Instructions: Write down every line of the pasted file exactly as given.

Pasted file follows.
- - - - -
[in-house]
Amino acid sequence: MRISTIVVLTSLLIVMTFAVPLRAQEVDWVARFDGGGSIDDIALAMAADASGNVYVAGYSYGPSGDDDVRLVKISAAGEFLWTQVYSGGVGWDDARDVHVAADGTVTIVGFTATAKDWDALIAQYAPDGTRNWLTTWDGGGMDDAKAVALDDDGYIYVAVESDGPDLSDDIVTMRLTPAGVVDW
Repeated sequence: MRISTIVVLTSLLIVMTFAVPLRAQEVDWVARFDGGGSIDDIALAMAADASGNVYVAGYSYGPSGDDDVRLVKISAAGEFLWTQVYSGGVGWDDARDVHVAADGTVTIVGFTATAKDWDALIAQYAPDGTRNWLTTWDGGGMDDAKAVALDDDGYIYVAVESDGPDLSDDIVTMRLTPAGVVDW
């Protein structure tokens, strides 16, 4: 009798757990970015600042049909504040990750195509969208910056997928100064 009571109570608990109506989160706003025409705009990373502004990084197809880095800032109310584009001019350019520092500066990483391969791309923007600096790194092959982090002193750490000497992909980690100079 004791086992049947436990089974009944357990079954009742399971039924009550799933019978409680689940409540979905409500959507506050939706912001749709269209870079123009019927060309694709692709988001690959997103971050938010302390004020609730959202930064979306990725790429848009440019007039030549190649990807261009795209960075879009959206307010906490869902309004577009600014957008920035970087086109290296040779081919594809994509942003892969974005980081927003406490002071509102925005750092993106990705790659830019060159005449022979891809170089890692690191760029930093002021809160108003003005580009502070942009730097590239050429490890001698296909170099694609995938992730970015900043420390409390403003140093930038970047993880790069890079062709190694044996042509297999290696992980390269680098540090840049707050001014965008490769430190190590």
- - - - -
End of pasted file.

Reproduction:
[in-house]
Amino acid sequence: MRISTIVVLTSLLIVMTFAVPLRAQEVDWVARFDGGGSIDDIALAMAADASGNVYVAGYSYGPSGDDDVRLVKISAAGEFLWTQVYSGGVGWDDARDVHVAADGTVTIVGFTATAKDWDALIAQYAPDGTRNWLTTWDGGGMDDAKAVALDDDGYIYVAVESDGPDLSDDIVTMRLTPAGVVDW
Repeated sequence: MRISTIVVLTSLLIVMTFAVPLRAQEVDWVARFDGGGSIDDIALAMAADASGNVYVAGYSYGPSGDDDVRLVKISAAGEFLWTQVYSGGVGWDDARDVHVAADGTVTIVGFTATAKDWDALIAQYAPDGTRNWLTTWDGGGMDDAKAVALDDDGYIYVAVESDGPDLSDDIVTMRLTPAGVVDW
């Protein structure tokens, strides 16, 4: 009798757990970015600042049909504040990750195509969208910056997928100064 009571109570608990109506989160706003025409705009990373502004990084197809880095800032109310584009001019350019520092500066990483391969791309923007600096790194092959982090002193750490000497992909980690100079 004791086992049947436990089974009944357990079954009742399971039924009550799933019978409680689940409540979905409500959507506050939706912001749709269209870079123009019927060309694709692709988001690959997103971050938010302390004020609730959202930064979306990725790429848009440019007039030549190649990807261009795209960075879009959206307010906490869902309004577009600014957008920035970087086109290296040779081919594809994509942003892969974005980081927003406490002071509102925005750092993106990705790659830019060159005449022979891809170089890692690191760029930093002021809160108003003005580009502070942009730097590239050429490890001698296909170099694609995938992730970015900043420390409390403003140093930038970047993880790069890079062709190694044996042509297999290696992980390269680098540090840049707050001014965008490769430190190590």